As we move into the next phase of our global renaissance, copious creativity is the axis on which our elevation will turn. How deeply are we willing to tap our inner reservoirs? Can we expand our perception of what constitutes “art”?
José Argüelles, who adapted the evolutionary secrets of the Mayan Calendar for the Western mind, saw art as the unifying field, a path to help us move “from biospheric waste to artistic regeneration,” by attuning ourselves to a natural time frequency expressed as an equation: T(E) = Art. Energy (E) factored by time (T) equals Art. Energy is essence: a rock, a flower, a star, a human being. Time is a frequency. When we use our energy in concert with natural time cycles, we are living creativity. In other words, Time is Art…not the clock on the wall or the cash in your wallet.
Eye of the Beholder
What this means in terms of cross-cultural energy exchange opens unimagined doors. A woman traveled from Denmark to the tiny West African country The Gambia, toting numerous colorful plastic bags — prized by Gambian women as symbols of status and respect — to use as barter. (Women of The Gambia also recycle worn or ripped plastic bags into one-of-a-kind purses).
In the marketplace, she discovered a hand-carved figure of an African goddess and, through gestures, opened negotiations to purchase the stunning piece.
But the indigenous artist had no interest in money. She wanted plastic bags. The Danish visitor tried to give her all the bags she’d brought, explaining that there was a surplus of these in her country. The Gambian sculptor accepted three, and each woman felt she’d enjoyed the better bargain. Plastic bags or a unique woodcarving: equally sacred art in the eye of the beholder.
Then there is the children’s book that became a collaboration between two Jewish translators, a Protestant editor, a Muslim painter and a non-profit publisher in the deep South. It was a collective endeavor all the way, explained one rabbinical writer: “An Arabic Sufi tale (originally penned in what is now Iraq) translated by a rabbi into Hebrew in the Middle Ages and translated by us (into 21st century language and sensibility), with a Sufi publisher and a Pakistani artist.” The subject matter — animals protesting their treatment by humans — transcended all ethnic, cultural, and religious boundaries.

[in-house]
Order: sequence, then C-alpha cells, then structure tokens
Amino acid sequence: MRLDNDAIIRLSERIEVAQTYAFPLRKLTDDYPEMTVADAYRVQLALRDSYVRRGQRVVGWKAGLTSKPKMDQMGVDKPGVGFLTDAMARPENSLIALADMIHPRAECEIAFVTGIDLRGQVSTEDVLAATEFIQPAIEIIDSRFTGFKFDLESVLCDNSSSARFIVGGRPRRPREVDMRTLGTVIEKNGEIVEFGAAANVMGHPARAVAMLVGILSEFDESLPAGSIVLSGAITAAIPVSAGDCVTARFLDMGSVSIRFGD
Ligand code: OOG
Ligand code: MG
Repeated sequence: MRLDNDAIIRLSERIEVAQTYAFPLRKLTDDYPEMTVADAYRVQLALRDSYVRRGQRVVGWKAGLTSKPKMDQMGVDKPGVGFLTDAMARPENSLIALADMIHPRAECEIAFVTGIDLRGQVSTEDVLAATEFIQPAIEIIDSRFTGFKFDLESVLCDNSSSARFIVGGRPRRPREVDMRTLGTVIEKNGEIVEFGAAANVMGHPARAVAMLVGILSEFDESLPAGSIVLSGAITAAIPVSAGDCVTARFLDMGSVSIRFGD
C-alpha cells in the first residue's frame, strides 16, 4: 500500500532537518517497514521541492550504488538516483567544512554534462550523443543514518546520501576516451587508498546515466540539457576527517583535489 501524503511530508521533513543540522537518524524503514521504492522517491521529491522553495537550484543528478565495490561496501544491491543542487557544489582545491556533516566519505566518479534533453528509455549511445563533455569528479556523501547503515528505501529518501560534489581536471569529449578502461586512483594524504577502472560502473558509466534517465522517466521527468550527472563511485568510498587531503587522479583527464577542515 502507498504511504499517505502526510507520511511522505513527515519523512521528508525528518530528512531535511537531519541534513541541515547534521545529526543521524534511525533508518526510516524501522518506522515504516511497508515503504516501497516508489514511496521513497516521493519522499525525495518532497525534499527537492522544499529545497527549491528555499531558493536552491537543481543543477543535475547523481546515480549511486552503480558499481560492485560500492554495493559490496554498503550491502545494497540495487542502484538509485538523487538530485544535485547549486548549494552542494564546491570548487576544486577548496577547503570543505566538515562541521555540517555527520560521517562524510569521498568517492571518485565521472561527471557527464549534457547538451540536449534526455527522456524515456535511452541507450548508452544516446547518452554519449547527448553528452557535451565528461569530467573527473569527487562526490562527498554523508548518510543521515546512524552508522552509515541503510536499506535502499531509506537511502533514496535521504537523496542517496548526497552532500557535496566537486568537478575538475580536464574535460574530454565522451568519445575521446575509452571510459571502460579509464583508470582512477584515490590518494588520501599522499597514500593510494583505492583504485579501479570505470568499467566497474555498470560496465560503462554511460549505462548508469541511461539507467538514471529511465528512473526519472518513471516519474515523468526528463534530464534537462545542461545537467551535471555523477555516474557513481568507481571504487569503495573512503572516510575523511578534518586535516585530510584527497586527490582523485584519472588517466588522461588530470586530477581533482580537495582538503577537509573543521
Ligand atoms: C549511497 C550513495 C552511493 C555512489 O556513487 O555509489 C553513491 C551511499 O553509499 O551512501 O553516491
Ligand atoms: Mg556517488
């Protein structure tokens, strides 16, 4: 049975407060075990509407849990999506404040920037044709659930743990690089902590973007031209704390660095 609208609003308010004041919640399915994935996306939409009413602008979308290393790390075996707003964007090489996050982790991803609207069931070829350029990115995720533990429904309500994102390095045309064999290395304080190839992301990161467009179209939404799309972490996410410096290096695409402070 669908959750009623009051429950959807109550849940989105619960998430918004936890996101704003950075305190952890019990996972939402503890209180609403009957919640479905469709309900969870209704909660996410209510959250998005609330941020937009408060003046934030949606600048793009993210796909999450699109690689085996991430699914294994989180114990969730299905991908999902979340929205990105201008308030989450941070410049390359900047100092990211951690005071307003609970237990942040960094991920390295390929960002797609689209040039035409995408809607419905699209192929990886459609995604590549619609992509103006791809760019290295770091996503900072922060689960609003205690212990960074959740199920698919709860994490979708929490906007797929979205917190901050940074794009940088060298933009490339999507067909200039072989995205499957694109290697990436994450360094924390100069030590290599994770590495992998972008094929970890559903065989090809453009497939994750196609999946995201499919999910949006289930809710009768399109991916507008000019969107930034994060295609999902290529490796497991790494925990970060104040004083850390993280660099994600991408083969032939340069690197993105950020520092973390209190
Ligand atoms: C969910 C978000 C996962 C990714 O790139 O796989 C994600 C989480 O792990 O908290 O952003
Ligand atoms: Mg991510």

The Art in our DNA
The universal urge toward the aesthetic is coded in our cells. Theologian and author Thomas Moore writes, in Care of the Soul, “Children paint every day and love to show their works on walls and refrigerator doors. But as we become adults, we abandon this important soul task of childhood.” When we relinquish this soul expression to professional artists, “we are left with mere rational reasons for our lives, feelings of emptiness and confusion, and a compulsive attachment to pseudo images, such as shallow television programs. When our own images no longer have a home, a personal museum, we drown our sense of loss in pale substitutes, trashy novels or formulaic movies.”
Because art arrests our attention, living “artfully” might require of us something as simple as pausing: taking the time to shift from acquire to inquire, to let go of buying more in favor of being more. This is what honoring our collective creative impulse can do for humanity: restore us to wholeness, holiness, health. “Whole”, “holy” and “heal” all spring from the same root. To be whole is to be balanced and harmonious in body, mind, soul and spirit.
It’s this level of awareness that will characterize the coming Psychozoic (“spirit life”) era, says Argüelles, when, having rediscovered who we are, we can create a culture based on the three virtues of true time: autonomy, equality, and loyalty to the truth in every moment. These are strikingly similar to the Three Commitments delineated by The Reconnections: stay free, stay present, follow the energy.
We already have fusion food: a culinary blending of cultures to delight the palate. Now we’re primed to feed our deeper hunger, to fuse mind and heart into healing art, and reawaken the sacred dimension in daily life.
And if we make a subtle shift — move the “h” in heart from the start of the word to the end — we create “Earth”. We live in a heart circle. Earth heart. The beat goes on.
© Copyright 2005-2017 by Amara Rose. All rights reserved.
About the Author: